The Market for Barren Women
Childlessness is not always by choice, but neither is it entirely by chance.
We don’t talk about barren women anymore. We may refer to “single” women, or “childless” women or even, particularly in statistical contexts, “infertile” women, but the term “barren,” with its connotation of waste, tragedy, and emptiness, seems to have slipped the linguistic sieve.
I read an article by a barren woman this week. Titled “Not By Choice,” she chronicled the tragedy of her unfulfilled desire for marriage and a family—the window for which, at 50 years old, has now closed.
That barren woman is Melanie Notkin, author of the bestselling books Savvy Auntie and Otherhood, about the plight of childless women who have not, or have not yet, created the family they desire, presumably due to no fault of their own. In her article this week, Notkin compared her story with that of another woman, “Lisa,” who attributed the achievement of a marriage and children to her own cunning. To Notkin’s view, this is impossible: “We plan; God laughs.”
This may be the view of Notkin, and the popularity of her books suggests it is also the view of millions of American young women, who, yes, desire marriage and children, however they pretend otherwise. A record number of these Americans are reaching 40 years of age without a ring, and menopause without having conceived a child, according to new research from Pew.
But recent history suggests it is more than just bad luck, or even exclusively bad choices, that have found a whopping quarter of the United States’ population under the age of 40 unmarried. Indeed, it is to the advantage of the ruling class, and specifically the Democratic Party, that American women remain unmarried.
This was the clear implication of a recent study at the University of Michigan, which demonstrated what many have been arguing for years now, that the gender war almost perfectly parallels the partisan divide in American politics, with men on the right and women on the left. Yet, as Conn Carroll rightly pointed out at the Washington Examiner, the deepest divide between Democratic and Republican voters is not sex, but marriage. Married men vote Republican with a 20 percentage point gap over those who vote Democratic. Unmarried men skew Republican by a much smaller 7 percent, while married women lean right by a notable 14 points. Who, Carroll asks, is keeping Democrats competitive? The answer, of course, is unmarried women.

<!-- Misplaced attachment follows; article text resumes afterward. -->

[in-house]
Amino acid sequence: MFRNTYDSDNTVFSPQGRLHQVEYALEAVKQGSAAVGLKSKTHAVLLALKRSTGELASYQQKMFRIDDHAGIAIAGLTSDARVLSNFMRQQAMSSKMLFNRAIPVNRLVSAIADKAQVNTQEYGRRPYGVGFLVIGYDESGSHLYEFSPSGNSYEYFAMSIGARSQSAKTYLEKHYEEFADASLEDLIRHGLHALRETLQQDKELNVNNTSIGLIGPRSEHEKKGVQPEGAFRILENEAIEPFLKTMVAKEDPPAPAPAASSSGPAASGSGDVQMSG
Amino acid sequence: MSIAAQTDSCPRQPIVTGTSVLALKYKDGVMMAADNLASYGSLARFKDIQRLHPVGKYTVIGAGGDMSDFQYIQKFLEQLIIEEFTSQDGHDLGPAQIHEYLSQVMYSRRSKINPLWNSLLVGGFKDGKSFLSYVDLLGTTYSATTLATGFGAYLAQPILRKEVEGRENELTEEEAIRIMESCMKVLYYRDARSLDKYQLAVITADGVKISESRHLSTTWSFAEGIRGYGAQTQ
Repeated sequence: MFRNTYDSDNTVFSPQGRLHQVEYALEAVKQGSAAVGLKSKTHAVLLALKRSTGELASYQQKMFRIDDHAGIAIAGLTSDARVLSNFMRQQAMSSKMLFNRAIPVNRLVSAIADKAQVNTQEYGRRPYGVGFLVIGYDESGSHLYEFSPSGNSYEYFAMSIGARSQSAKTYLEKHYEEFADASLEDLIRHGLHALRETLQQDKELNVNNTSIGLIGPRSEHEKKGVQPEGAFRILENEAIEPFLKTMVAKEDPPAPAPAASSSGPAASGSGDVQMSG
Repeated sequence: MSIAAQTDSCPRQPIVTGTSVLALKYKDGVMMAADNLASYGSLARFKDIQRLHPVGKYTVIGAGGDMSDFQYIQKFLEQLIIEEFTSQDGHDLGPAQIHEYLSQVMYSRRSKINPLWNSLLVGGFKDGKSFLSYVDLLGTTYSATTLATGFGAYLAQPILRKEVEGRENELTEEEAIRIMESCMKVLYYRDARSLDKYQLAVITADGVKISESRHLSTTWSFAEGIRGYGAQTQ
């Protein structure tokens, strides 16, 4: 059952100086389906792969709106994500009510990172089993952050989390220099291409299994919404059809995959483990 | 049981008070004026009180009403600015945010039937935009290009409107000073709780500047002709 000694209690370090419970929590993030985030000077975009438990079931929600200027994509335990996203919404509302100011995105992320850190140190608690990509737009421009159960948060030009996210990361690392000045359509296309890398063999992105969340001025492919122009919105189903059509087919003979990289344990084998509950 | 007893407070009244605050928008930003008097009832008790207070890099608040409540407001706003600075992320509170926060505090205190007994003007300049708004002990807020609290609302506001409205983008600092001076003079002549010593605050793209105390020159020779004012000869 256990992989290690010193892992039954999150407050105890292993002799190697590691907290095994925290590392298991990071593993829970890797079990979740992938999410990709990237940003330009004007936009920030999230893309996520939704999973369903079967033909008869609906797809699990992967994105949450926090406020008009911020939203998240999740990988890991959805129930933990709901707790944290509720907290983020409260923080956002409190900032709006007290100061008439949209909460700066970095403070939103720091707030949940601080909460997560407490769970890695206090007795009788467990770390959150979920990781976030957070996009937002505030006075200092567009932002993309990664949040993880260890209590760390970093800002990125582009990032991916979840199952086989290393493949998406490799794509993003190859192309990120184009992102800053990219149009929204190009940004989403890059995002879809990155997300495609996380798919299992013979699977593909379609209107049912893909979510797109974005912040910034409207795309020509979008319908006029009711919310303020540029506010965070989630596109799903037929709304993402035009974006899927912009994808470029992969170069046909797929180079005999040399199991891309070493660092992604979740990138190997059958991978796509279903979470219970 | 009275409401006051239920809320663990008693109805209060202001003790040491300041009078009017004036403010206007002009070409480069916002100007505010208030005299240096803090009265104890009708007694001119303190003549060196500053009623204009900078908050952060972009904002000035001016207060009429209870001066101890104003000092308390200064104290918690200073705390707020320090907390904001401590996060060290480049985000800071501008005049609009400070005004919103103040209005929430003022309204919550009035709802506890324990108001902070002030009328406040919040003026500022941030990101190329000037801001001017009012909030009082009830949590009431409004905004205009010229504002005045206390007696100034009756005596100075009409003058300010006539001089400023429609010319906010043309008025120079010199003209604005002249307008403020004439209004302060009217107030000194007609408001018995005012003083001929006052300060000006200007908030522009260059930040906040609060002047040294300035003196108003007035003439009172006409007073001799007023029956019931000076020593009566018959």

The Democratic Party knows this; it is one reason all the major Democratic PACs donate multiple millions of dollars to Planned Parenthood each year, and plaster the faces of women on all of their marketing. It has influenced the left’s decision to push hard in favor of shoppable family arrangements such as egg harvesting and freezing, surrogacy, and even artificial wombs, which allow women to believe family can be put on hold and assuages their worry—because they do worry, behind closed doors and to other women—that pursuing a career will kneecap their chances at future motherhood. It has encouraged the left’s judicial activism, too, in seeking to redefine marriage until the institution has less legal hold on either party than a rental car contract, and certainly less insurance. (We should not forget who passed the first no-fault divorce law, however, lest we think the rest of the ruling class is not complicit in this change.)